Alex Higgins was raw and unpredictable on the snooker table, outspoken and badly behaved off it.
For a remarkable period in the 1980s, he was among a select group of well-dressed men in tight-fitting suits who embodied sporting superstardom as they chased after multicoloured balls on a green table.
The story of how snooker landed on our screens and captivated an audience of millions is told in a BBC Two three-part series, starting this Sunday at 9pm and featuring the great Belfast-born Higgins.
Snooker’s golden age will be brought back to life by those at the very heart of the story – Jimmy White, Steve Davis, Coalisland’s Dennis Taylor, Stephen Hendry, Ray Reardon, Barry Hearn and more – sporting heroes from working-class backgrounds who quickly became household names.
Mixing sporting prowess with unapologetic excess, this new generation of snooker players managed to take the game out from the dark corners of working men’s clubs into the bright lights of a money-spinning, sporting soap-opera.
This is a story of a magical era, when an entire nation could be united by a fascination with snooker and where its leading players became unlikely superstars.
The first episode of the series explores how Alex ‘The Hurricane’ Higgins helped transform snooker from a game played in the backrooms of working men’s clubs to a national sporting obsession.
Interest in the sport had been growing thanks to the new possibilities of colour broadcasting, and in particular the weekly snooker show Pot Black, first commissioned by none other than David Attenborough.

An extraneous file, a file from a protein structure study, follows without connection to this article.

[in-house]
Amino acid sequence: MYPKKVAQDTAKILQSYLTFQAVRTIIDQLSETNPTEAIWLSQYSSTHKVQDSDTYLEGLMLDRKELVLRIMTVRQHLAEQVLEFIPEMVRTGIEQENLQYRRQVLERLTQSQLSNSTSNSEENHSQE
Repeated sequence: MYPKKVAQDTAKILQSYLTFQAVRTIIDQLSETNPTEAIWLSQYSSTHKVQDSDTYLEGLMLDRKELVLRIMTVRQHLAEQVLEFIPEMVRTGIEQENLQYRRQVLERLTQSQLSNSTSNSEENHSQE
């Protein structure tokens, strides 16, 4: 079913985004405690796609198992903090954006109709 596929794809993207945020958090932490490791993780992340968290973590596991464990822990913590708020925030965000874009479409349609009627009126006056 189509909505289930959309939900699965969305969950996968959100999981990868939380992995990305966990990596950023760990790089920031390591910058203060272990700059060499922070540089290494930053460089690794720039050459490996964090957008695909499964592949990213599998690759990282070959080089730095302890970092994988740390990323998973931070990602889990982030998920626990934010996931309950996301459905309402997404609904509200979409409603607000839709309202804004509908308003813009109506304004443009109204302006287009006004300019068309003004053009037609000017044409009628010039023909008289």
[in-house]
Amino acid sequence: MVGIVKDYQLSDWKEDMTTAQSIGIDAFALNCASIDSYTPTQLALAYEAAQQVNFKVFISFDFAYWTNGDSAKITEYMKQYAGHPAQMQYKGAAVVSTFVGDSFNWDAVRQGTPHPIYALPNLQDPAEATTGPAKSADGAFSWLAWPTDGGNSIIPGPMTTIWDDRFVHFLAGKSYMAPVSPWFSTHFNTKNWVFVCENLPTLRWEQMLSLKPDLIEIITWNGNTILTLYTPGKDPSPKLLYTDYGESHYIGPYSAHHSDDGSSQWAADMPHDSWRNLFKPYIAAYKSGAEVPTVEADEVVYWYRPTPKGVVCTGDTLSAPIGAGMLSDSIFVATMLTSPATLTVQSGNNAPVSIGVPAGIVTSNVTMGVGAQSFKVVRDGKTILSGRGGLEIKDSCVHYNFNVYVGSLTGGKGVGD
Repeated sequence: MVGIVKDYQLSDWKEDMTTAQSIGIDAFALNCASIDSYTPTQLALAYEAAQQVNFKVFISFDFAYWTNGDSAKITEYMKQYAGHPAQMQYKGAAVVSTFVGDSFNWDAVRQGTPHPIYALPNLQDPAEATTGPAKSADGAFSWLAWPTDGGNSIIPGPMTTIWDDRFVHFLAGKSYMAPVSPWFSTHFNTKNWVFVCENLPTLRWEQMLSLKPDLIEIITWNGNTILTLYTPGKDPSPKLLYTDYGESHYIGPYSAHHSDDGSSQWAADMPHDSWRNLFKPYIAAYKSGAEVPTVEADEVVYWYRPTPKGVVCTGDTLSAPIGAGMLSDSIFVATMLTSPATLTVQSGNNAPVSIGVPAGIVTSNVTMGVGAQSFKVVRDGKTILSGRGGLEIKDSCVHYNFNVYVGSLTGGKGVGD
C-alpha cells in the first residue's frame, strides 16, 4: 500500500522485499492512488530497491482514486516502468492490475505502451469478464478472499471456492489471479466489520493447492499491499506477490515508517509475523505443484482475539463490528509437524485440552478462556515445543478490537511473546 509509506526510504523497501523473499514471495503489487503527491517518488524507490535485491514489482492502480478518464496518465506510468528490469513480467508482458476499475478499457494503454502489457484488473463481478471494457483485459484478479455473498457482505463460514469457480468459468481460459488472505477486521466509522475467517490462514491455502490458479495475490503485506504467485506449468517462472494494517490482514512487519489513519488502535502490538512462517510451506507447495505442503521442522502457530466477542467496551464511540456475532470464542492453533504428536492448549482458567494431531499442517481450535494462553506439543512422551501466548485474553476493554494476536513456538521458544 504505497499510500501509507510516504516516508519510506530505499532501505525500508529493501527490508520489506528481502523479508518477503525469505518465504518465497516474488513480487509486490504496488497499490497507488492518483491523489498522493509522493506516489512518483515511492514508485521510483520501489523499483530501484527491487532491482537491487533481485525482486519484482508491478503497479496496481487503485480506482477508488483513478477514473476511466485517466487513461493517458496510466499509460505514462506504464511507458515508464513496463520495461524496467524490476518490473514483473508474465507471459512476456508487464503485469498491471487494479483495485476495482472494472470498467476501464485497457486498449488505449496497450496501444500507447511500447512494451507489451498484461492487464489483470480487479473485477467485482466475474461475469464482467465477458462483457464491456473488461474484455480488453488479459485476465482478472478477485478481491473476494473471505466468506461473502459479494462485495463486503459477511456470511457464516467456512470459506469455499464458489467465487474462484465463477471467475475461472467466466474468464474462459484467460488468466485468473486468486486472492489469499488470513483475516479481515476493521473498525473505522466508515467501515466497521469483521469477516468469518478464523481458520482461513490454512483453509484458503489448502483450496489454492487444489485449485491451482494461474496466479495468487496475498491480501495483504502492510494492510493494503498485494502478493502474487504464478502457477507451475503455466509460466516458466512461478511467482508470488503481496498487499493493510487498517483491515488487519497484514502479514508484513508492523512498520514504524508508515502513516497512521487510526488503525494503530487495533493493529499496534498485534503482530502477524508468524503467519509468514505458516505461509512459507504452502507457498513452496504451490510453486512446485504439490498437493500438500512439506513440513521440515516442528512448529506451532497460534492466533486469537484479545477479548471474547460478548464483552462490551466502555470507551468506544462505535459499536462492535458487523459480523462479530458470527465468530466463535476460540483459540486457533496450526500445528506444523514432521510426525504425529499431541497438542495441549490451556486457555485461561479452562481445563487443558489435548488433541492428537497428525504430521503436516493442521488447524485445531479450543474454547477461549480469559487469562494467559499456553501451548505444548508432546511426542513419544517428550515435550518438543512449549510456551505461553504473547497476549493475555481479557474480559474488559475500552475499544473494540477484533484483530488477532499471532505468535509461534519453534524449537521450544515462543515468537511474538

But it was the antics of the unpredictable Ulstersman and snooker genius, Higgins that took the game stratospheric – and declared war on the 1970s snooker establishment, entering into a years-long rivalry with the man who more than anyone embodied the old guard, ex-policeman Ray Reardon.
Higgins and Reardon didn’t see eye to eye, but it was well known that Higgins could start a fight in an empty room. As the 70s wore on, the tabloids gleefully reported on a string of on and off the table misdeeds.
Almost inevitably, Reardon and Higgins eventually came face to face in the World Championship Final of 1982, in what was by far the biggest tournament to date. The clash of the two snooker titans – the paragon of the establishment against the self-described People’s Champion – would be the match that redefined the British public’s relationship with the sport and set the course for a decade where it would become box-office gold.
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